Maybe not, but this is what an apprenticeship is all about isn’t it, to develop the raw material?

Yes, but someone going into B2B PR, for instance, without any experience outside GCSEs or A levels and a classroom is going to find it difficult and perhaps are not going to give much back within 18 months.

Experience and life skills are hard won and can be applied to the PR world, but rarely in those so young.

I might add that I receive CVs with spelling errors, poor covering letters and no initiative to follow-up from those with more experience and so you wonder about those at 16, 17, 18, 19 having been taught or learnt simple courtesies, skills and common sense.

While the issue of young people has been highlighted in the media and it is one of concern, there are many people that the PR industry should consider that fall outside the remit of this initiative.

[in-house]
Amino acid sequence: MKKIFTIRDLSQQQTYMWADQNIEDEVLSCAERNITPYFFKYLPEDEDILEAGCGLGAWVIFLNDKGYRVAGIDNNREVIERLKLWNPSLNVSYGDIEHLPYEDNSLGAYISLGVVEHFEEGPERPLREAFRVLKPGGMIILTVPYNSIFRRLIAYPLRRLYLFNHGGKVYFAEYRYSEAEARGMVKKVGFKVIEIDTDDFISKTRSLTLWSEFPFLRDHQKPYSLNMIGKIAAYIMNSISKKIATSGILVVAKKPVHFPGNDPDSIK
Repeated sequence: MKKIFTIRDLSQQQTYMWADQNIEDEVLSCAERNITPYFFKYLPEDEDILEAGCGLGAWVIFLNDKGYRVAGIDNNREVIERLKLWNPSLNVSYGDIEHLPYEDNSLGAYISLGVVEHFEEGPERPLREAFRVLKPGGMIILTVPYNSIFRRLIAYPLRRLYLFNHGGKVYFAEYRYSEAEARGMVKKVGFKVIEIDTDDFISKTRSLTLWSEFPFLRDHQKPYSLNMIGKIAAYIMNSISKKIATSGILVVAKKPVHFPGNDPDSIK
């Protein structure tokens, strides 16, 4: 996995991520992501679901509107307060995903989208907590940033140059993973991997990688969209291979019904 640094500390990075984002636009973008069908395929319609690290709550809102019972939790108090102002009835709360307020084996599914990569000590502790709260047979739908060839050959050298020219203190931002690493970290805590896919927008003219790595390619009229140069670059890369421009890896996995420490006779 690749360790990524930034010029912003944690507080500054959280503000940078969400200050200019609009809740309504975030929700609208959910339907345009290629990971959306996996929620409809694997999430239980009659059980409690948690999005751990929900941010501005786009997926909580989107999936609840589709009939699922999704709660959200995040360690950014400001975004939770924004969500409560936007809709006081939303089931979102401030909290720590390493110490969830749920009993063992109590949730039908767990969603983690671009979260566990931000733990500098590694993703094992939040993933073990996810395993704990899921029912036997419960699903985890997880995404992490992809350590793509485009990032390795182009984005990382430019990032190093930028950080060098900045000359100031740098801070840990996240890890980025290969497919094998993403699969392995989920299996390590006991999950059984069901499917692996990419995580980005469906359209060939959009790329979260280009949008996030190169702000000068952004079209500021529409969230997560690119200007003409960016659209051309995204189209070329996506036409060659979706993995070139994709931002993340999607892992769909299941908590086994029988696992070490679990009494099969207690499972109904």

Much potential can be found in people switching careers in their 20s, 30s, 40s – and why not later?  Someone that has worked in law or engineering or the life sciences and switches to PR brings a wealth of knowledge that cannot be picked up by someone that has a PR degree.

And what about graduates in PR internships – sometimes a few weeks of work experience – working for little financial reward?  They have spent thousands on an education, invested time in their own growth and might be pushed out by such a scheme.

It probably all comes down to life being unfair on this point, and in a recession this is exaggerated.

PR apprenticeships are to be welcomed, it is something very positive at a time when youth unemployment is simply unacceptable.

Yet, there is a worry that there are issues that are somehow being missed in apprenticeships, the PR sector needs to be more open in recruiting, looking at skills, personal characteristics and experience and not the closed outlook it can have.

For those wanting to learn more click here about Higher PR apprenticeships, those looking to work for Manchester PR agencies click here or e-mail Erika erika.smallridge@pearson.com, and good luck!